In some embodiments, the intelligent security management system of the present specification is capable of making a determination whether data, whichever form it may be presented in (EMF signals, individual images, X-ray images) is anomalous. Therefore, the system identifies patterns (for example day and time) through the broad representation of the data and identifies skews within this data. In some embodiments, the intelligent security management system allows for risk-based screening in which baselines are dynamic and can be set based on the security requirement. A threshold can therefore be fixed based on sensitivity and specificity, which results in a dynamic definition of an anomaly.

In some embodiments, threshold comparisons are based on techniques such as but not limited to a least squares minimization and various algorithms such as, but not limited to template matching, trained neural networks, and/or deep learning.

For example, in one embodiment where a metal detector is employed as the inspection device, the system looks for patterns (such as day and time) and the broad shape of the EMF (noting that multiple EMF signals are generated for coil signals collected from head to toe). Coil signals are based on a person's signature, which can be affected by at least height and weight of the person (coil loading). The system then employs a method such as a least squares minimization, which compares residuals to thresholds, where a different threshold is defined for each coil pair. For example, where the legs are moving due to the person walking, a wider variation is seen in the EMF signal than in the torso, where movement is much less and therefore, there is less variability scan to scan.

Also for example, multiple algorithms based on different techniques, such as but not limited to template matching, trained neural networks, and/or deep learning can be employed to look at the output of each of these methods for consistent “threat” signatures. For a simple least squares approach, a deviation in residual compared to the reference of +/−1 to 5% is typical (the magnitude of acceptable error being greater at the feet that at the torso). For machine learning type algorithms, the comparison results in a “probability of threat present”. In one embodiment, for example, the “probability of threat present” can be defined as a threat present if the comparison value is >80%. In another embodiment, a binary output may be used, such as “threat” or “no threat”. If and once a threat is identified, the physical search result is fed back to the database and the stored EMF is updated. This assists the machine learning algorithms to become more accurate and also provides a record for the system operator regarding detection vs false alarm rate, which can be used to tune detection thresholds and overall system sensitivity.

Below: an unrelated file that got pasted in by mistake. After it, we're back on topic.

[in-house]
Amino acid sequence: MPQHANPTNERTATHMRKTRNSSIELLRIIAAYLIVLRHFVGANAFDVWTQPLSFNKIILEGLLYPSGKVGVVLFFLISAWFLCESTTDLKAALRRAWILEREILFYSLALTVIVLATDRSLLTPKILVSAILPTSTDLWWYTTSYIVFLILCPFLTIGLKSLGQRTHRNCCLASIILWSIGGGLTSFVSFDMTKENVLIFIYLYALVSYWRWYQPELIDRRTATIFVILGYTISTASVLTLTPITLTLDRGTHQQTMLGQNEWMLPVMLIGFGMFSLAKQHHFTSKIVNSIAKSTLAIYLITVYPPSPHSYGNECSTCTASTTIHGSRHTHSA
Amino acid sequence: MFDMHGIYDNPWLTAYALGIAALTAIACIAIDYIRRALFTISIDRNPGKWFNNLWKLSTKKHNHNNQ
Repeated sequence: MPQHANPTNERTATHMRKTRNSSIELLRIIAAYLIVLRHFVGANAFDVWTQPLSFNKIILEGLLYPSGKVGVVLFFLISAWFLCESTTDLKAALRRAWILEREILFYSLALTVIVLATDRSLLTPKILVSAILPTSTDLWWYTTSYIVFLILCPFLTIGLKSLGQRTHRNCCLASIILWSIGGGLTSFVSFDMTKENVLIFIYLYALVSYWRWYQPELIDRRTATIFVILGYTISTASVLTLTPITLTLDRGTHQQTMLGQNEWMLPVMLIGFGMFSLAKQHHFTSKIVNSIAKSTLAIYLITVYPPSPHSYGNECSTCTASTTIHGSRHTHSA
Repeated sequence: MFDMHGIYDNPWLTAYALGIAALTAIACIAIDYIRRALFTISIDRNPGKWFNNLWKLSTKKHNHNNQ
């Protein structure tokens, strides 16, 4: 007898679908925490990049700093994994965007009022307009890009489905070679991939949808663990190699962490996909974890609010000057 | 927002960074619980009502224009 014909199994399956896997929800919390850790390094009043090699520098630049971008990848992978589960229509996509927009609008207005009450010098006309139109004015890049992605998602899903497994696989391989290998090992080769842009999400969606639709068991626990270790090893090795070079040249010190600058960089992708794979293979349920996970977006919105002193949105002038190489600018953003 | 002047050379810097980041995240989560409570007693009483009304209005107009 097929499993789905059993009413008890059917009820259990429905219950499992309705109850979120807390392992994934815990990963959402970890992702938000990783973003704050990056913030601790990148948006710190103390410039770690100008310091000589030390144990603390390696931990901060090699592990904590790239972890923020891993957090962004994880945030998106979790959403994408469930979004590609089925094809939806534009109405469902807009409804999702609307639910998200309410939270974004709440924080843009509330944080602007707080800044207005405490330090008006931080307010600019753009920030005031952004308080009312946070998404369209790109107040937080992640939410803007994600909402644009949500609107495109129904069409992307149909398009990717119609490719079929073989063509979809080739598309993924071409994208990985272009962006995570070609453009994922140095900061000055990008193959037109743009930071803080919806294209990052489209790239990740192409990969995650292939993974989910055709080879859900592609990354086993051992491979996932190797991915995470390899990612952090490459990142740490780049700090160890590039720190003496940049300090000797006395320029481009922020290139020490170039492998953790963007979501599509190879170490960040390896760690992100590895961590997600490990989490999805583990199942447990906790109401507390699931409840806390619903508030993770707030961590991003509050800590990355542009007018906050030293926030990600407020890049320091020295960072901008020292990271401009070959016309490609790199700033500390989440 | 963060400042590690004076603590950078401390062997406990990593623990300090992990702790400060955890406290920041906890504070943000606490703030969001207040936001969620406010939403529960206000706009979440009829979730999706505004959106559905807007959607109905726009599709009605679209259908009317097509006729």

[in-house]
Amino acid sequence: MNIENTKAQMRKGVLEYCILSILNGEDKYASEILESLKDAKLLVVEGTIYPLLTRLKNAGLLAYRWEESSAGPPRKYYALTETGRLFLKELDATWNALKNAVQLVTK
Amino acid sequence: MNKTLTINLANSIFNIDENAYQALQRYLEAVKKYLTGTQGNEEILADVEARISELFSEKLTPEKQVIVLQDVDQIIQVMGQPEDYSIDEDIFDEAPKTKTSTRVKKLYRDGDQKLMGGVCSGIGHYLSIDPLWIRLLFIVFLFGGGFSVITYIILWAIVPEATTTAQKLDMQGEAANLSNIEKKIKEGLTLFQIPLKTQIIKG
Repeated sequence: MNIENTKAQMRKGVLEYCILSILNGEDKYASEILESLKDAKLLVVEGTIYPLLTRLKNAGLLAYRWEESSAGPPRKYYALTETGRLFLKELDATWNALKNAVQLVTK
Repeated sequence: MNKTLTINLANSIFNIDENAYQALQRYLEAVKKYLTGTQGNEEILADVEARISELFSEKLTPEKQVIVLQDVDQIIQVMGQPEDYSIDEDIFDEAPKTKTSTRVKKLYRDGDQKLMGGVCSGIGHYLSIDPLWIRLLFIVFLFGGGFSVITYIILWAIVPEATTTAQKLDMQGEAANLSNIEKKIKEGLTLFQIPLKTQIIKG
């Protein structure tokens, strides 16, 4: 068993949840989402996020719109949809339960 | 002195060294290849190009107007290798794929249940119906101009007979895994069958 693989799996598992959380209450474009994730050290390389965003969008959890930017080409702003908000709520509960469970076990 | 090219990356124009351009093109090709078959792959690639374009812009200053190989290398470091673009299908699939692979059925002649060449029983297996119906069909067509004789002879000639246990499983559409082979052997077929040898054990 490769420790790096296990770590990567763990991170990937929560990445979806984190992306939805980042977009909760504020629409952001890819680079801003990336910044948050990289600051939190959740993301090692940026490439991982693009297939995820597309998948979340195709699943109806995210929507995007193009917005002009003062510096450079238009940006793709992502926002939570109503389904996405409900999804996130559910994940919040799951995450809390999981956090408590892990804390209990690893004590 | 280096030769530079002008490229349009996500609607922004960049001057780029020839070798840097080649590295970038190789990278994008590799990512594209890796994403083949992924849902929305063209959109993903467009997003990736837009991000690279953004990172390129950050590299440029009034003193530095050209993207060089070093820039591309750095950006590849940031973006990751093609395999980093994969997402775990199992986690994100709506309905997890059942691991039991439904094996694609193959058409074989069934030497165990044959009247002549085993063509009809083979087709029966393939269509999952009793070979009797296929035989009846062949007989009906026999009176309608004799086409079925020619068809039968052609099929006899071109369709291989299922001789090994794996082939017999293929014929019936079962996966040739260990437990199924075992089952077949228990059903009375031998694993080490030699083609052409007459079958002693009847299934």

It should be noted that these techniques are employed regardless of the type of inspection device used and the output is fine tuned to correlate to the type of inspection device used.

In an embodiment, the database comprising the profile and characteristic “individual X-ray image” of known individuals is stored in a remote server location and all security checkpoints are equipped to access the remote server location in real time for accessing profiles of known individuals passing through the security checkpoint. In an alternate embodiment, to aid faster processing, particularly in areas not having internet access or with slow data speeds, a local image of the database is also stored in the security checkpoint system such that the local database is regularly synchronized with the latest data stored in the master database located in the remote server location.